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Only a couple hundred votes stood between state Rep. Jean Farmer-Butterfield and an upset from an unaffiliated candidate and political newcomer during Tuesday’s midterm election.
Fifty percent of general election ballots were cast in favor of Farmer-Butterfield while independent challenger Ken Fontenot garnered 49 percent, according to unofficial election results.
“Tonight, Wilson County sand an emphatic ‘no’ to negativity, meanness and lies. Tonight we embraced positivity. We embraced Wilson County values and we didn’t lay down when the Republicans in Raleigh tried to walk all over our rights,” she said. “We stood up and said ‘no’ to tyranny and ‘yes’ to government by the people and for the people.
“...They thought they had me beat, but the people of Wilson County said, ‘No, not so fast. You had my back and now I stand to have yours.’”
Despite efforts by the N.C. Republican Party to plant seeds of doubt in voters’ minds over Farmer-Butterfield’s residency, the Wilson County native won a ninth consecutive state House term.
For his part, Fontenot said his strong showing speaks volumes.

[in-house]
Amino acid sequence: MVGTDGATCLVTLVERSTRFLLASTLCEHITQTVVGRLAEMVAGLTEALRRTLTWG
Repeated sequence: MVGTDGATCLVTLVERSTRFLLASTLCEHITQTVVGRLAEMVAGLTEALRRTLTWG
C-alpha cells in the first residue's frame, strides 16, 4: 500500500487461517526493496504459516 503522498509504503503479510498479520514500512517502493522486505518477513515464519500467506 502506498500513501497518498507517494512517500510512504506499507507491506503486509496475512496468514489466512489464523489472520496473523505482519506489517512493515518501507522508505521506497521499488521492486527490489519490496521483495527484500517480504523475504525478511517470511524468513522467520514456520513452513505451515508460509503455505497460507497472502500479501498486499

“For an unaffiliated candidate who is not from Wilson County and not part of the good ol’ boys’ network and being outspent 5-to-1, this was an outstanding race and I’m not disappointed,” said Fontenot. “I want to say thank you to everyone for their time and effort.”
Farmer-Butterfield’s re-election was among a swell of Democratic victories that ended the Republican supermajority within the General Assembly and gave Democratic Gov. Roy Cooper back his veto power — an important change, according to Farmer-Butterfield.
“It puts the power back where it belongs — with the people,” she said. “It makes it less partisan and gives the governor the opportunity to have his administrative influence the priorities of the legislative branch.”
Fontenot said while he did have the GOP’s backing, he was proud to see so many ballots cast in favor of an unaffiliated candidate.
“The No. 1 feedback I received was that people liked my voice of common sense, they were looking for a change and fresh ideas,” he said. “Across the board, it was really phenomenal feedback to the ideas I had for the office.”
Farmer-Butterfield said she looks forward to heading back to Raleigh to continue fighting for Wilsonians and other residents of House District 24. She hopes to help form a caucus for eastern North Carolina and a citizen advisory council to prioritize legislative items raised by residents during recent listen and learn sessions.
“I want to make sure we try to work on teacher raises and better health care access for all,” she said.